If possible try to work the quarters necessary for both of you to obtain min SS. Which would cover medicare coverage. Forget about annuities for now. The more baskets you have the better your chances for a nice time after retirement. But do your research and do not listen to your friends to find the best baskets for yourself.

    Bookmark   April 21, 2012 at 11:30PM
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I wrote a couple of posts on this forum a while ago, where I made some reference to annuities.

There was another asking how safe annuities are where I had something to say, as well.

You may find some good ideas on "Household Finance" and "Money Saving Tips" as well.

ole joyful

    Bookmark   December 12, 2013 at 5:12PM
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From my experience, rental passive income is great for retirement. There was and perhaps still is an opportunity to purchase houses on the cheap in US and get positive cashflow from them. We nearly invested in that and perhaps should have but we live in Singapore so was concerned about the distance problem.

    Bookmark   January 9, 2014 at 8:24PM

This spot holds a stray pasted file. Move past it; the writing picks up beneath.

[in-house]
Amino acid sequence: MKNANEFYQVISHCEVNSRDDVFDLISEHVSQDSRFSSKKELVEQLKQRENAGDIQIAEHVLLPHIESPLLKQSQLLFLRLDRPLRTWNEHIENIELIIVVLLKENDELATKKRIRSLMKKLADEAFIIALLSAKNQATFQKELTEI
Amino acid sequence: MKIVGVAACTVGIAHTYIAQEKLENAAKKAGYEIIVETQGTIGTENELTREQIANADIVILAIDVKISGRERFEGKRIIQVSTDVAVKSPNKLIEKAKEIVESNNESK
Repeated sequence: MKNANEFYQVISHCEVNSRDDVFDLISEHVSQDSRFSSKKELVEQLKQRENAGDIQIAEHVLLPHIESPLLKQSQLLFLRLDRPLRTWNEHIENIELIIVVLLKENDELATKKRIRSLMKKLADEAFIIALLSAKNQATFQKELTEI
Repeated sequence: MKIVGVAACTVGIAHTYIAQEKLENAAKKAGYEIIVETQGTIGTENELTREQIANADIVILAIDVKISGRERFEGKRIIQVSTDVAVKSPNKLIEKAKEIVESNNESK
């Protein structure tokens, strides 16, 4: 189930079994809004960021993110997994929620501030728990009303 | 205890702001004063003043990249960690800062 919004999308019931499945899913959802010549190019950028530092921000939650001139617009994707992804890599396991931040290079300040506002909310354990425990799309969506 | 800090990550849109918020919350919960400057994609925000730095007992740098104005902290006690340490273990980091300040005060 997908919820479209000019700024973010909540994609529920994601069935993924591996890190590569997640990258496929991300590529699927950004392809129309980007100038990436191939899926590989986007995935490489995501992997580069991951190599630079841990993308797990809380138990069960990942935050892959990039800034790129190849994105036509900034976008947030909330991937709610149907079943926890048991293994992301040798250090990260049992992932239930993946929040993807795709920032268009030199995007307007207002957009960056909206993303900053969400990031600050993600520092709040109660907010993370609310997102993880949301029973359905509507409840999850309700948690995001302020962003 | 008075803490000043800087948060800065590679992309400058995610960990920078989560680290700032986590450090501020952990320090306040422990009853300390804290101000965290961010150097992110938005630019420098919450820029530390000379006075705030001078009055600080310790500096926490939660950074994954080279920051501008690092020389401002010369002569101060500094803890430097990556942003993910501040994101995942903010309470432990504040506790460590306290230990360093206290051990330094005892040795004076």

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>>rental passive income is great for retirement. There was and perhaps still is an opportunity to purchase houses on the cheap in US and get positive cashflow from them.>>

It is, but the OP has a very long way to go before retiring. Unless you are a handy DIYer, investment properties can be a considerable drain on your cash flow and more importantly, your time. In the US that means having an emergency fund SPECIFICALLY FOR the rental property(ies), of 4-8 months of overhead. That can be a very sizable sum, especially with such historically low interest rates being paid on accounts.

We know a good number of people who do have or have tried to invest in rental properties. The only ones who "stick" are three types:
- DIYers who can carve out the time to do unexpected repairs (being self-employed and setting your own hours helps immensely; most corporate employers look askance on the excuse of "I can't attend this client meeting, I have to go fix the tenant's DW today".
- Those with enough money to hire a management firm